The Small but Mighty East Canton Branch

“This is where it all begins. Everything starts here, TODAY.” – David Nichols

Children craving their favorite librarian’s weekly activity, adults bridging the digital divide, and an older adult seeking escape from the sweltering heat walk past this quote every time they enter their neighborhood library in the Village of East Canton. It may be the smallest of Stark Library’s ten branches, but the impact on this rural community is “awesome,” according to retired nurse Sue Ritzert.

Twice a week, Sue emerges fresh-faced from a fitness class inside the Foltz Community Center (which houses our East Canton Branch) to find her favorite books or CDs, with the help of staff who have become friends. “It is such a valuable resource. The staff is kind to everybody.”

Sunlight streams through the windows, falling on bookshelves, assorted technology devices, and walls bearing inspirational quotes. In the children’s section, paper plate fish swim across a blue paper background with brightly colored pool-noodle seaweed and crepe paper jellyfish dangling above. Eight-year-old Natalie and five-year-old Jonathan search an “Under the Sea Fairy Garden,” created inside an aquarium. Natalie, Jonathan, and their little brother James are participating in Summer Break – our summer learning program.

“Can you find something that begins with the letter ‘F’ besides a fish?” asks their mom, Emily Luke.
“Fin!” cries Jonathan excitedly.
“Ok. What about something that rhymes with bell?”
“Shell!” says Natalie, proudly printing her answer on a paper.     

The siblings look forward to what the children’s librarian will create for them each week. Their little brother, James, joins them at a digital table where they shout, “Go! Go!” as they steer different-colored cars around a track, hoping to be the first to reach the checkered flag.

A different sort of technology draws John McDonald. With no internet access at home, the retiree happily finds a seat at a computer to do his personal banking and research his passion for old church hymns. He finds songs from as far back as the 1800s, which he then records at home, singing and strumming with his acoustic guitar.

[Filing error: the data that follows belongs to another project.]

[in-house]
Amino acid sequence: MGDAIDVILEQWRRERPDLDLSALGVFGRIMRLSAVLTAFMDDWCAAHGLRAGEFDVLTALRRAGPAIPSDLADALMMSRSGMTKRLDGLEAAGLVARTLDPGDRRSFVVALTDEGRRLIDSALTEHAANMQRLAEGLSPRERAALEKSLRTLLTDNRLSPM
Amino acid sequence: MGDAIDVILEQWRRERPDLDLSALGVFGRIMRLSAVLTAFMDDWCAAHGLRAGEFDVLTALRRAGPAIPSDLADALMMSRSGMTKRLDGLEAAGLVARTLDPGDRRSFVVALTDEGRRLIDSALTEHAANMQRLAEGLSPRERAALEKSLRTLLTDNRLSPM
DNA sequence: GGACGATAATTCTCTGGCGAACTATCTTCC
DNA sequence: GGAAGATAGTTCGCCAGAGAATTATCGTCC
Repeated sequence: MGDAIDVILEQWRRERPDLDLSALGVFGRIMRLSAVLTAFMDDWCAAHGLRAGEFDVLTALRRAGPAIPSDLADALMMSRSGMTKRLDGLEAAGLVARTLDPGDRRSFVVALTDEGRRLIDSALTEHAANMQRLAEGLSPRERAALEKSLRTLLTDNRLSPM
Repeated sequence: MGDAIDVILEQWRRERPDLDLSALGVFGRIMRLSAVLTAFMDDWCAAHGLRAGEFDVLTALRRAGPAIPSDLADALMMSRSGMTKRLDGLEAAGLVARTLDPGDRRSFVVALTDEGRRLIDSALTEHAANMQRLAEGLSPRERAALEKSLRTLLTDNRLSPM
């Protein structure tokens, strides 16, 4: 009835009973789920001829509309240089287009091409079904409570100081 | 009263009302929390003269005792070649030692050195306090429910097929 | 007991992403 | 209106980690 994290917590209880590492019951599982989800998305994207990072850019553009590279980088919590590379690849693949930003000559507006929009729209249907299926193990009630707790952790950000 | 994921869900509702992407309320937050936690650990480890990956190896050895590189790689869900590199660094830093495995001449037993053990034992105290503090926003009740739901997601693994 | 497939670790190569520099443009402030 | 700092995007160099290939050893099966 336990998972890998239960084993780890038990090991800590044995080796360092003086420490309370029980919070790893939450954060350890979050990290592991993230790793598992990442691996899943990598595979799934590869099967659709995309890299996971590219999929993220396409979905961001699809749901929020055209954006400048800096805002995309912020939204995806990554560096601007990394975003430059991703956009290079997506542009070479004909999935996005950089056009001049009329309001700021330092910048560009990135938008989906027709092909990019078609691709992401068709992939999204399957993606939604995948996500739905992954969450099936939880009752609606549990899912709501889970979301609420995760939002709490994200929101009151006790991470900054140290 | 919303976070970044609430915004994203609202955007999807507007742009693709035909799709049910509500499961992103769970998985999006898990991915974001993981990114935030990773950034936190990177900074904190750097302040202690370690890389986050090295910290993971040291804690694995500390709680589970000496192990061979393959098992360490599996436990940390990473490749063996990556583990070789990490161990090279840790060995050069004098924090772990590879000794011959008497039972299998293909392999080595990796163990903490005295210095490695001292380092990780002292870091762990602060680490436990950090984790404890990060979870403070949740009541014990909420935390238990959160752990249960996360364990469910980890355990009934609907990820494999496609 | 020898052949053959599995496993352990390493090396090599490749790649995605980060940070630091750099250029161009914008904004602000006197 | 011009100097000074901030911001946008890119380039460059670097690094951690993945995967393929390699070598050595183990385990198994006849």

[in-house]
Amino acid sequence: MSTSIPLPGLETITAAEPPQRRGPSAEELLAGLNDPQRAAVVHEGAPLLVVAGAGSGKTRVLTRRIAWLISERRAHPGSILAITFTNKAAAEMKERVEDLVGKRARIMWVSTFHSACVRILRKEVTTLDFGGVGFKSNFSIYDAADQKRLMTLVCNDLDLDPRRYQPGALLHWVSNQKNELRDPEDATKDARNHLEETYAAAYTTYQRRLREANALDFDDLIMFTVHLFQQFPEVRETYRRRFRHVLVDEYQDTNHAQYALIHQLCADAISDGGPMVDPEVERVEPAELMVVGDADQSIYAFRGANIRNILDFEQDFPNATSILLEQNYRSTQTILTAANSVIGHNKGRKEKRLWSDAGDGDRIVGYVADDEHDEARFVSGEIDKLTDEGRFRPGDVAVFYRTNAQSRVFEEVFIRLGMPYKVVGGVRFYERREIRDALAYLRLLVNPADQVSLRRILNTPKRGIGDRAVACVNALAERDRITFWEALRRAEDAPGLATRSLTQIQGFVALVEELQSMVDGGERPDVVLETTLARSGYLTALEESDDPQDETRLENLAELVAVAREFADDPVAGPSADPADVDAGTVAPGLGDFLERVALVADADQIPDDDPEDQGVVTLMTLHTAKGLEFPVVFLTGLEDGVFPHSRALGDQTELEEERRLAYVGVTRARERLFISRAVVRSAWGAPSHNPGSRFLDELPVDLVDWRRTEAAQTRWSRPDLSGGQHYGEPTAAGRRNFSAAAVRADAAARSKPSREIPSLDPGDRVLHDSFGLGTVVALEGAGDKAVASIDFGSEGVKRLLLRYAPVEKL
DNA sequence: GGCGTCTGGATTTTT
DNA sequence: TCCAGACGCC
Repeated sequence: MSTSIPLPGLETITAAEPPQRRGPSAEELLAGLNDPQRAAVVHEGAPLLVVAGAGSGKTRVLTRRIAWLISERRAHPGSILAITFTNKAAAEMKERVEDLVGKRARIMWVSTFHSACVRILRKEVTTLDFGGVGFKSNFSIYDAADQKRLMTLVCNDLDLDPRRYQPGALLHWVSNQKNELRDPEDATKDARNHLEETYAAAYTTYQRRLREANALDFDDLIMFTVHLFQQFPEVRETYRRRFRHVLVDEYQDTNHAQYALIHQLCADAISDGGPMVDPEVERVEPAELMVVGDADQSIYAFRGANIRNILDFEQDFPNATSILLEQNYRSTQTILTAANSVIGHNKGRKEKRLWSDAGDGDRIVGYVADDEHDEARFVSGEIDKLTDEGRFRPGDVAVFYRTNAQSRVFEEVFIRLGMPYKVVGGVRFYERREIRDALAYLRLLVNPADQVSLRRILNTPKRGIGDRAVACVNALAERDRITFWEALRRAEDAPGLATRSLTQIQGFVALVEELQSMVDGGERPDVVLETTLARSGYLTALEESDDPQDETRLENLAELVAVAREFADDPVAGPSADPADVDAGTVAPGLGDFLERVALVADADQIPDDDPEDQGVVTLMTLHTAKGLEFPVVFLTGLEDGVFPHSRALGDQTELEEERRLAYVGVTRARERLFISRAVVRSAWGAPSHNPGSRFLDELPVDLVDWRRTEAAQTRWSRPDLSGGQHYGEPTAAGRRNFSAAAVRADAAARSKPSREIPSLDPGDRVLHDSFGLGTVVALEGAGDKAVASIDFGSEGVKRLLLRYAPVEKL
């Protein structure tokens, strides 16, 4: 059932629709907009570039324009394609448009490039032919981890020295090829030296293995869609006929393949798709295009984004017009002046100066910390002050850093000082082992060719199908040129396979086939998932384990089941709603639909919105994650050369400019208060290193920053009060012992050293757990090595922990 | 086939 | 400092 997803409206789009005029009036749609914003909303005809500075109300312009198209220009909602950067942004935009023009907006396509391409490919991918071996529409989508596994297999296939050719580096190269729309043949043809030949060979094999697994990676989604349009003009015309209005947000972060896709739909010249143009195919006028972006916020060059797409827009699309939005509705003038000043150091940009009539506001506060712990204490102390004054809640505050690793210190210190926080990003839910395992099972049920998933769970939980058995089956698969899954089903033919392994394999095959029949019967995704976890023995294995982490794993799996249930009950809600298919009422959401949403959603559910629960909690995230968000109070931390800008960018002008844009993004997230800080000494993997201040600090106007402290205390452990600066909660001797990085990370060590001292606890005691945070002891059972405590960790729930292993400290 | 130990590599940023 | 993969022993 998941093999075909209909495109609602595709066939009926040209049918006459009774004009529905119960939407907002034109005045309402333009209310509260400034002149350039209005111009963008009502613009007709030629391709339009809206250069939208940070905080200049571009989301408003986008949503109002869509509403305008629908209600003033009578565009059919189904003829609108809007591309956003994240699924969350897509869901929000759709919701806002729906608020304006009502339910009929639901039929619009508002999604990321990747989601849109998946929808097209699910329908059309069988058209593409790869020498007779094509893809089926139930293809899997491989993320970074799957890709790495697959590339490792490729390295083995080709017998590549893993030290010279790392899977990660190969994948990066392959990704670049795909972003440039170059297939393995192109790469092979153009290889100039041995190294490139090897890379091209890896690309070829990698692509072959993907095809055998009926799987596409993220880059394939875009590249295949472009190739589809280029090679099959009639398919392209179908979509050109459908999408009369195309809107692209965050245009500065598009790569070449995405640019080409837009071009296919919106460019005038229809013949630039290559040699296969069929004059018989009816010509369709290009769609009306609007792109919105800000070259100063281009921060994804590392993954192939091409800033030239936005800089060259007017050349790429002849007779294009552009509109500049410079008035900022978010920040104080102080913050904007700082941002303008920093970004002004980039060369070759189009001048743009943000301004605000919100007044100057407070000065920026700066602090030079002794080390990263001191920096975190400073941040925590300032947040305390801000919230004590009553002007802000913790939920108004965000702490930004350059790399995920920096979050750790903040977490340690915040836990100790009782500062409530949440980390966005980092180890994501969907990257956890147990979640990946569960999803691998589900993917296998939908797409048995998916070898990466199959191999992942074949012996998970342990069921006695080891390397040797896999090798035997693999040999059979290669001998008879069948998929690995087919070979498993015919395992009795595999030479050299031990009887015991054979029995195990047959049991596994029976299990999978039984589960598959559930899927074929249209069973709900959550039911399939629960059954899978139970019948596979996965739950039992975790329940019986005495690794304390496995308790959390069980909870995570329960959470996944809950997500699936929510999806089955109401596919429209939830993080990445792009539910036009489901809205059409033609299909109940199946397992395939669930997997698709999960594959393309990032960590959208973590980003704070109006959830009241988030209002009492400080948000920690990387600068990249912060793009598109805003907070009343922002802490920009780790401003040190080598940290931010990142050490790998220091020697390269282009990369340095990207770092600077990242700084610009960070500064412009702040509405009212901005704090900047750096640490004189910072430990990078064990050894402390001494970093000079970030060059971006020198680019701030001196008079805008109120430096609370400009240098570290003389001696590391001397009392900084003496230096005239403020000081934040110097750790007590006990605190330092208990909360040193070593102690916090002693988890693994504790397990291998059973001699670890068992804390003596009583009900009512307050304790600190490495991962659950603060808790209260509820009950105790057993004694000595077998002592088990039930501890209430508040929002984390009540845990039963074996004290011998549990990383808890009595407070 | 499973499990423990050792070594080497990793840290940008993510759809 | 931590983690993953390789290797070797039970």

Meanwhile, Chuck Nudo pulls out his iPad, sitting in a comfortable chair at a table equipped with USB ports and electrical outlets. He puts on headphones to listen to music. Lacking both the internet and air conditioning at home, the Library is his oasis. He also checks out movies on DVD to enjoy, like his latest drama about Billy the Kid.

Ann Pukansky, who has been the branch manager at this location for seven years, says the library is as comfortable as a living room for the hundreds of people who visit each week. With an enthusiastic smile, she contradicts the old library stereotype of “shushing” people. She enjoys talking with patrons as they visit. “I love the noise! We see everyone from families with little kids to older adults. For some people, we may be their only interaction all day.”

Ann says the branch is especially vital in this community, where many families lack internet access, and kids sometimes complain about having nothing to do. With the Osnaburg Local School complex a short walk away, the library staff collaborates to help students with projects during the school year. It is also convenient for young people to hang out after school.

Three-year-old Ava’s face lights up as she walks inside with her grandmother. After playing in the children’s section, she leads the way out the door and down the hall to “Jump! Jump!” – her name for storytime. The branch strategically partners with the community center to use its meeting rooms for programs that need extra space.

The younger set will return later to check out picture books, which is how 11-year-old Jessica Nelson began her reading career. A little over a month into the summer, Jessica has already read 30 to 40 books. Once or twice a week, she checks out a stack. She and her mom say they would “go crazy without the library.”

However, even for folks who are not into books, patrons like Sue Ritzert say there is much to gain.

“Not everyone’s a reader, but there are CDs, movies, computers, and so much more.” For those who do not come, Sue says, “They have no idea what they are missing!”